In Friday’s episode of CBS’ new reality show The Job (8 p.m. ET/PT), one of the five people vying for an editorial assistant position at Cosmopolitan admits that her poor performance in the first exercise is because she hasn’t read an issue of the magazine in years. Cosmo Editor-in-Chief Joanna Coles — flanked by fellow judges Executive Editor Joyce Chang and Senior Features Editor Jessica Knoll — isn’t cruel to the contestant, as so many fashion people try to be on these shows, but she does firmly remind her that not doing your homework before an interview is a dealbreaker.
She’s right, of course. But on the other hand, this is a reality show, not the Cosmo office. And these contestants, most of whose professional backgrounds have nothing to do with what an editorial assistant actually does, were chosen by a casting team more concerned with good TV than good writing skills — or even the ability to spell, as we find out in the first 15 minutes. But even so, contrived though all of it may be, one of those five will leave that stage with a new magazine job.
Watching this show was a fun and familiar experience for me. In December 2008, I left my job as a Chinese linguist and analyst at a defense contractor in Washington to compete in the first and only season of the CW reality show, Stylista. The prize: a one-year Junior Editor position at ELLE. (Spoiler: I won.) Since you almost definitely didn’t watch the show (something the abysmal ratings guarantees), I will tell you that I essentially went through the same real-but-not-real interview process that these five from The Job did — but with one major difference. Instead of having to prove myself in 35 minutes, I had nine one-hour episodes and 17 judged challenges to show ELLE Creative Director Joe Zee, Fashion News Director Anne Slowey and Editor-in-Chief Robbie Myers that I should get the job.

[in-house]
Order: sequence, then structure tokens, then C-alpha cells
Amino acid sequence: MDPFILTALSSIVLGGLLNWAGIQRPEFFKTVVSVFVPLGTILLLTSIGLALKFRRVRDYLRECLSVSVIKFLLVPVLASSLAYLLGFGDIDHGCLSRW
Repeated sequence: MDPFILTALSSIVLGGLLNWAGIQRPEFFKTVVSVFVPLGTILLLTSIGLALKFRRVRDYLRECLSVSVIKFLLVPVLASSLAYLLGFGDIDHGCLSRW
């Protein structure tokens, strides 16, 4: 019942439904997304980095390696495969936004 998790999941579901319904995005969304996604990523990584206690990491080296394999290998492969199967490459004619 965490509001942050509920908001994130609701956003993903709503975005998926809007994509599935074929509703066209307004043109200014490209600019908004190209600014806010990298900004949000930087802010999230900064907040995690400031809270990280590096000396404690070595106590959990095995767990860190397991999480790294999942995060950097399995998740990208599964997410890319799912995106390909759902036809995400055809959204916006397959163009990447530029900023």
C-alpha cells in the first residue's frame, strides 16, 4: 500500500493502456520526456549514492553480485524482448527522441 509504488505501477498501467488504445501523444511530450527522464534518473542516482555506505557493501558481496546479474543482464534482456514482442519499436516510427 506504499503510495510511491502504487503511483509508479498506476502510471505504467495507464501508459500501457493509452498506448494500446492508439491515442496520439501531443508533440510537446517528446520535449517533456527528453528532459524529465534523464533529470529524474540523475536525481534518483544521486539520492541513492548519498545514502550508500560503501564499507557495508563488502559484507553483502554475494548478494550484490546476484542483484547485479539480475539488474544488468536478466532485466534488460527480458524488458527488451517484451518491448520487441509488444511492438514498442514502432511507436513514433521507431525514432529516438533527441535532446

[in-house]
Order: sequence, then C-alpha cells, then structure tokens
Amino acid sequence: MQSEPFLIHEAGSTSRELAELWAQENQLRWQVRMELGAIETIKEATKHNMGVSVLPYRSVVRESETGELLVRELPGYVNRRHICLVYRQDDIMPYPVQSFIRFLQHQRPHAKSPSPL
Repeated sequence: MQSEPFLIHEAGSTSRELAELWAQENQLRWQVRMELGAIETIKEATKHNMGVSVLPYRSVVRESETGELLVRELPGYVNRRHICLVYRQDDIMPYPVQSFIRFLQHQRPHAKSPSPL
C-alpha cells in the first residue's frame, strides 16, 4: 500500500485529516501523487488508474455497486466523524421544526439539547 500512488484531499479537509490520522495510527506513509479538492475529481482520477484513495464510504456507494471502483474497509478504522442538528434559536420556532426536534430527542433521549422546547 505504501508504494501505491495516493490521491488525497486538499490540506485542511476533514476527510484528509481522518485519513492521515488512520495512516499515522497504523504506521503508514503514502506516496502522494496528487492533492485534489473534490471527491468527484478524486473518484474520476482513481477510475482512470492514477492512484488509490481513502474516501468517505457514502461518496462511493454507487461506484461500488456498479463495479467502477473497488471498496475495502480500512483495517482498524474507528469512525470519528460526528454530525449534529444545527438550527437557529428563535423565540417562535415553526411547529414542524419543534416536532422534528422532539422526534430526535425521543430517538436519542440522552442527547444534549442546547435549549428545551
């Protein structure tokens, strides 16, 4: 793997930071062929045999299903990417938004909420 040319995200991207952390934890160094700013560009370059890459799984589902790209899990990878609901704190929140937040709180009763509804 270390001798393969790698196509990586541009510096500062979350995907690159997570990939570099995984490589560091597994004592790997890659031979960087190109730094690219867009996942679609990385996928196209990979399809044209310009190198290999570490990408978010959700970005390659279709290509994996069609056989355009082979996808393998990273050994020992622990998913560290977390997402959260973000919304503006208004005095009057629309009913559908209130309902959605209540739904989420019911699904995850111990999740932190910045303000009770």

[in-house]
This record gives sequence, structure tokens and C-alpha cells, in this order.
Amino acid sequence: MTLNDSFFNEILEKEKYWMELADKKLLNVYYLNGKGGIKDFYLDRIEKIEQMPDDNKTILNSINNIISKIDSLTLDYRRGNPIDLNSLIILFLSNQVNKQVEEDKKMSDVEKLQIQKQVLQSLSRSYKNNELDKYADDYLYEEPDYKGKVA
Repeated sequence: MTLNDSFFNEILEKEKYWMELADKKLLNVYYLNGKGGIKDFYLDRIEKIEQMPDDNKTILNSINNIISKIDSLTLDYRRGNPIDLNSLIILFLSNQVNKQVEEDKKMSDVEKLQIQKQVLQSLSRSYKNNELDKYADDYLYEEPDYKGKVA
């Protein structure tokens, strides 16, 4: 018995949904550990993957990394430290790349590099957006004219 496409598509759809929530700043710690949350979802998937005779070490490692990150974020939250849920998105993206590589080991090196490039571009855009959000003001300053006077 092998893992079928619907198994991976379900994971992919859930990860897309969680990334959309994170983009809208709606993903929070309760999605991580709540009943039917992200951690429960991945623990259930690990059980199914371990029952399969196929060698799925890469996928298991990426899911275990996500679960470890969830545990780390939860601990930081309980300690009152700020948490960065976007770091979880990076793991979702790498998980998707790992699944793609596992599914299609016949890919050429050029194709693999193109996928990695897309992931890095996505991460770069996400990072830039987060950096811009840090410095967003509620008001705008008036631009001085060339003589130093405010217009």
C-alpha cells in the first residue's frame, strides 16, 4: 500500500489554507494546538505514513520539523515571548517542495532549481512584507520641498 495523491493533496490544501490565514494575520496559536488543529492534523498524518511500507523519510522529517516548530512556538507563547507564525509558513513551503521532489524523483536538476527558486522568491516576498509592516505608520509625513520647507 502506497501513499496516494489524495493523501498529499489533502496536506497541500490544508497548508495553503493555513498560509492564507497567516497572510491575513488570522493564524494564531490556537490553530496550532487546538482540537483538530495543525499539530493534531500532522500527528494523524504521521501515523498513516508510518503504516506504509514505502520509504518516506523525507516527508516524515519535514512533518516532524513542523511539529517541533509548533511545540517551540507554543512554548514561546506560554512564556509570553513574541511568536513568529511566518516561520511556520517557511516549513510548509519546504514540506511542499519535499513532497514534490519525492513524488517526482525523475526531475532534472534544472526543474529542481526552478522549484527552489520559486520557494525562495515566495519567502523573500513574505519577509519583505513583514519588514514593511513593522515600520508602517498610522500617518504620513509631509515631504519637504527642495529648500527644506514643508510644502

Okay, there was one other major difference. I had to live with my fellow contestants for weeks. Sleep in bunk beds underneath them. Wash their filthy fucking dishes. Sit across from them at every meal, listening to them say things like, “Wait, so Coco Chanel doesn’t still design for Chanel? How does that work?” I watched them get drunk and cry, I watched them have panic attacks and cry, I even watched a meltdown so severe that the cameras stopped rolling — all because the crew forgot to buy Kombucha.
Not that I was above the bad behavior. Quite the opposite. I bitched and stomped until someone was hired to trim my hair. I organized a sleep-in twice when we were told no more dry-cleaning privileges. (they were promptly reinstated). I also stopped eating.